Learn Once Use Everywhere: Using JavaScript APIs in Java for Web Browser

Last time we saw how we can reuse our Java code in JavaScript from my article “Web Browser Programming in Java”. Today we’ll take a look on how we could call the JavaScript APIs, web apps and frameworks from our Java code and at the end to transpile them back to JavaScript so that it will be runnable on the web browser.

To see how we could do this, it is important that we understand the process on how Java with GWT (http://www.gwtproject.org) or J2CL (https://github.com/google/j2cl) communicates with JavaScript. For this purpose we have the JsInterop which work as a bridge between Java and JavaScript. In the old version of GWT we had JSNI (JavaScript Native Interface) but this is now deprecated and we should only use JsInterop. In JsInterop you have two cases:

Use case 1: the contracts are available in Java and you want to use those contracts in JavaScript. This is shown in our Calculator example from my first article. In this case you want to use the Java apps and APIs from your JavaScript apps.

Use case 2: the contracts are available in JavaScript as APIs or apps or frameworks and you want to use them in Java. In this case you need to bridge the JavaScript APIs to your Java apps. At the end you transpile everything back to JavaScript since you want to run your app on the web browser.

Following picture shows both use cases for JsInterop.

JsInterop: Contract between Java Type System and Native JavaScript Type System

In this article I will show you how to do the use case 2.

First of all we need to have a JavaScript app or APIs which we want to use in our Java app. For this simple example I would use a JavaScript Calculator which is implemented in the index.html file as a JavaScript function:

<!doctype html>
<html>
<head>
<script type="text/javascript" src="calculator.nocache.js"
</script>
<script type="text/javascript">
Calculator = function () {
this.x;
this.y;
};
Calculator.prototype.sum = function () {
return this.x + this.y;
};
</script>

</head>
<body>
...
</body>
</html>

The Calculator has just two values x and y. It also has a function sum to calculate the sum of x + y. The next step is how we can bridge this Calculator function into our Java world? It’s quite easy, we just write a JsInterop class Calculator.java to map it to our Java world. We use isNative = true to say to our transpiler that the implementation of this class is in the JavaScript world:

package com.github.lofi.client;import ...;@JsType(namespace = JsPackage.GLOBAL, name = "Calculator", 
isNative = true)
public class Calculator {
public int x
public int y;
public native int sum();
}

In the class above you don’t see any implementations of the Calculator since they reside in the JavaScript function. That’s it.

But wait, how can we use this Java class Calculator in our Java web app? For this purpose I extend the HTML file just like following steps:

  1. I add the result of the transpiled JavaScript file: calculator.nocache.js to the HTML file
  2. In the component Button event onclick we can use the CalculatorService and call the calculatePrice method.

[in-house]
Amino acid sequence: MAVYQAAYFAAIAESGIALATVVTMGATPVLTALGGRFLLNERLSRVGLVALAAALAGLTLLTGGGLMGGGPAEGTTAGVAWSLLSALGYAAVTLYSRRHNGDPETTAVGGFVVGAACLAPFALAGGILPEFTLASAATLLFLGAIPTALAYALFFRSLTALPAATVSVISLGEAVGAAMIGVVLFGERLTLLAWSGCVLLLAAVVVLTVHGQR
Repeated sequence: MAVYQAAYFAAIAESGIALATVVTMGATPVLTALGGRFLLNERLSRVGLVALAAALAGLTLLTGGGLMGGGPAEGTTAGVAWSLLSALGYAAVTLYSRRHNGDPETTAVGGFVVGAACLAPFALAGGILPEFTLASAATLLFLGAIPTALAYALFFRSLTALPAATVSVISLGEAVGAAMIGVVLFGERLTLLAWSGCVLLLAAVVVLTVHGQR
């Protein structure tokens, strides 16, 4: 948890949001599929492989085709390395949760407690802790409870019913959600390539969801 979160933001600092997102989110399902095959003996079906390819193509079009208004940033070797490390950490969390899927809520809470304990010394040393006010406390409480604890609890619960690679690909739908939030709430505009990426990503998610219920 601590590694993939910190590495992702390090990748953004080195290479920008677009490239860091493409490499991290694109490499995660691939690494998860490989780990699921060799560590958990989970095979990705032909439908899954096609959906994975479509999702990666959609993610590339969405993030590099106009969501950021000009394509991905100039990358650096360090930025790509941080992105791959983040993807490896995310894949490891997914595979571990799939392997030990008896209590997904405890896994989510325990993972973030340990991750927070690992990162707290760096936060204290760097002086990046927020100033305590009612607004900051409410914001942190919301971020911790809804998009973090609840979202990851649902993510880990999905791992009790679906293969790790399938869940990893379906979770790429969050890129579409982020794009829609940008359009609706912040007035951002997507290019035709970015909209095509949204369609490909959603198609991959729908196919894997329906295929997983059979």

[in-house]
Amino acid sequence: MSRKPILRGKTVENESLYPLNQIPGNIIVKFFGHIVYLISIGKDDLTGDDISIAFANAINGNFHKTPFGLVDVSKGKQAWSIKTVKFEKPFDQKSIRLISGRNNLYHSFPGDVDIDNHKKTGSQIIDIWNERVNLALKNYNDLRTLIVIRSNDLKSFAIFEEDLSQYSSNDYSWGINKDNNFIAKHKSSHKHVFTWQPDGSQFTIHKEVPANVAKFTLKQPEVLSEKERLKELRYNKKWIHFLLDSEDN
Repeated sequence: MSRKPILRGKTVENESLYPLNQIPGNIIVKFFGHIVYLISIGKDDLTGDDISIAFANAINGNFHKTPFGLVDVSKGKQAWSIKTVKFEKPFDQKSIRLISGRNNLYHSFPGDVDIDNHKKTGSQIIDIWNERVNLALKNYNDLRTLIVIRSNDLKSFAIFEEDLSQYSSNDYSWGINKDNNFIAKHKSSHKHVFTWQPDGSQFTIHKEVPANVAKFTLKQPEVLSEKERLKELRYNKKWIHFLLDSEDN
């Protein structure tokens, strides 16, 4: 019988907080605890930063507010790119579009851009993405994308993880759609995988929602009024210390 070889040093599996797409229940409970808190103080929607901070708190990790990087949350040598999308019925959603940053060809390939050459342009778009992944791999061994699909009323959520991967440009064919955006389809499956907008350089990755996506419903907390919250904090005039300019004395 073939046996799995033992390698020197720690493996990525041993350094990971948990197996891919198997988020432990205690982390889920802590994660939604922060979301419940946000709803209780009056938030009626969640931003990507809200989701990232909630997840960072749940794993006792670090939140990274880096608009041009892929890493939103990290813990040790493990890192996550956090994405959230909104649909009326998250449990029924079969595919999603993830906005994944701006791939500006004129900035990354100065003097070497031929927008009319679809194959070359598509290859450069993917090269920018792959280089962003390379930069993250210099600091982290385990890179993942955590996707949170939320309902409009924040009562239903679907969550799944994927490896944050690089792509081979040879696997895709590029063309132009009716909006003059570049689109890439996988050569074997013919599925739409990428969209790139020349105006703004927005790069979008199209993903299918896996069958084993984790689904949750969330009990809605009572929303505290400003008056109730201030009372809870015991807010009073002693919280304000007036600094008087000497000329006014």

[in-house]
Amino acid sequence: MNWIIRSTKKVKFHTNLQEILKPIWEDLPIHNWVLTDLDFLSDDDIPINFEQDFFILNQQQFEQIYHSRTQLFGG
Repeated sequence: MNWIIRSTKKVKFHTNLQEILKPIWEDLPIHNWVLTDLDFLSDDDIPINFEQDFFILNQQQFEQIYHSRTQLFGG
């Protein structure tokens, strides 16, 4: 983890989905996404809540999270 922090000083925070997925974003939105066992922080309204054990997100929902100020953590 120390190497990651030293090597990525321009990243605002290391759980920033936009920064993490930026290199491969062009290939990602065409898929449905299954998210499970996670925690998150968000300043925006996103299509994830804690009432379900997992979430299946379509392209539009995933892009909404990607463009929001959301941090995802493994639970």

<!doctype html>
<html>
<head>
<script type="text/javascript" src="calculator.nocache.js"
</script>
<script type="text/javascript">
Calculator = function () {
this.x;
this.y;
};
Calculator.prototype.sum = function () {
return this.x + this.y;
};
</script>
</head>
<body>
<button onclick="console.log(new
CalculatorService().calculatePrice(41, 2));">Click my
Calculator!
</button>

</body>
</html>

So the Calculator class can be used directly within the CalculatorService class in Java and at the end the CalculatorService class can be called from the JavaScript component Button within onclick event. For this purpose we need to build CalculatorService and this class should be callable from JavaScript which represents the use case 1 above. Here is the implementation of CalculatorService class which uses the Calculator class:

package com.github.lofi.client;import ...;@JsType(namespace = JsPackage.GLOBAL, name = "CalculatorService")
public class CalculatorService {
public String calculatePrice(int x, int y) {
Calculator calculator = new Calculator();
calculator.x = x;
calculator.y = y;
final int sum = calculator.sum();
return "Price: " + sum;
}
}

That’s all we need.

To sum up, in this short article we have seen how we could access JavaScript APIs from Java by creating a JsInterop file which has a “native” implementation. The property “native” means that the implementation lies in JavaScript, which represents the use case 2. In the example above the implementation of the Calculator is done in JavaScript. From CalculatorService we can call the JavaScript APIs easily as they were implemented in Java. In this context I also show you again how we would call the CalculatorService from the JavaScript which shows us the use case 1. Detail information about the use case 1 can be found in my first article.

The diagram below shows the dependencies and interactions between Java and JavaScript for both classes CalculatorService and Calculator.

CalculatorService and Calculator — Dependencies and Interactions — Java and JavaScript: diagram created with GenMyModel: http://bit.ly/UMLCalculatorJsInterop

Enjoy and have fun with Java on the Web browser!

After understanding both use cases for JsInterop, next time I’ll show you how to implement web browser persistence with IndexedDB using Elemental2 APIs — only in Java.

All examples can be found at:
https://github.com/lofidewanto/jsinterop-simple-native-example

Padlet for GWT / J2CL modern programming:
https://bit.ly/GWTIntroPadlet

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